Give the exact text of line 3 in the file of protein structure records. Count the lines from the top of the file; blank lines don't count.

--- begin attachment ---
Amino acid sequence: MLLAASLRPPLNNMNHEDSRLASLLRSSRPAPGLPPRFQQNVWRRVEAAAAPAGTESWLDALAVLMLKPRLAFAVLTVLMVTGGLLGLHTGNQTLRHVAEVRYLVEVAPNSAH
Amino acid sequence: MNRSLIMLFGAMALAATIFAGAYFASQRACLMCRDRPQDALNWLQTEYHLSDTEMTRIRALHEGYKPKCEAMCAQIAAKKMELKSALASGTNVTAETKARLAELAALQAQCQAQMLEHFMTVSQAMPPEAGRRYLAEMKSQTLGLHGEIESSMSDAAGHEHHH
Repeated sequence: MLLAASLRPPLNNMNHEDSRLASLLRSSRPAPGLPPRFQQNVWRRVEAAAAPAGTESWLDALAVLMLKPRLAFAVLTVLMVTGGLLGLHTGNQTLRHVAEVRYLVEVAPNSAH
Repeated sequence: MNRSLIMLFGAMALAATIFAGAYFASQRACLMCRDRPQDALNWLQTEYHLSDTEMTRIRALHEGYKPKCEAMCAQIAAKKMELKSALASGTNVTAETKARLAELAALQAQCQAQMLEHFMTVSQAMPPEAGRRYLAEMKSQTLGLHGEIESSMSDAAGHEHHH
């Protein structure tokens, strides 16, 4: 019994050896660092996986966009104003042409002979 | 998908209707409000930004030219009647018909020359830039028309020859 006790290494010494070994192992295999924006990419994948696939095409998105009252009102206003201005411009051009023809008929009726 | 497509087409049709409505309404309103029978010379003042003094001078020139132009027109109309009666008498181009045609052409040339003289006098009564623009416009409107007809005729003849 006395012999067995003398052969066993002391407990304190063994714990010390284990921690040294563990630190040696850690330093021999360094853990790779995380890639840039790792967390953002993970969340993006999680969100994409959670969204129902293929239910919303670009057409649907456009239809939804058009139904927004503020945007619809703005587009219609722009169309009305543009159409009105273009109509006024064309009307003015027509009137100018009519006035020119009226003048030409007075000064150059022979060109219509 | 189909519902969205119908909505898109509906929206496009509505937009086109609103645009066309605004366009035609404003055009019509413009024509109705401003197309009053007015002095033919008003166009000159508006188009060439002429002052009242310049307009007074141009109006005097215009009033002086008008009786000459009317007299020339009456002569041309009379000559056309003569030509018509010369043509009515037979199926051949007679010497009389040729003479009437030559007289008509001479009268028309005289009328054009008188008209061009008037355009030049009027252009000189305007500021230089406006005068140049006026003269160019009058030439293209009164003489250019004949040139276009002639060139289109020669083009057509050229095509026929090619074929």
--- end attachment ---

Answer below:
Repeated sequence: MLLAASLRPPLNNMNHEDSRLASLLRSSRPAPGLPPRFQQNVWRRVEAAAAPAGTESWLDALAVLMLKPRLAFAVLTVLMVTGGLLGLHTGNQTLRHVAEVRYLVEVAPNSAH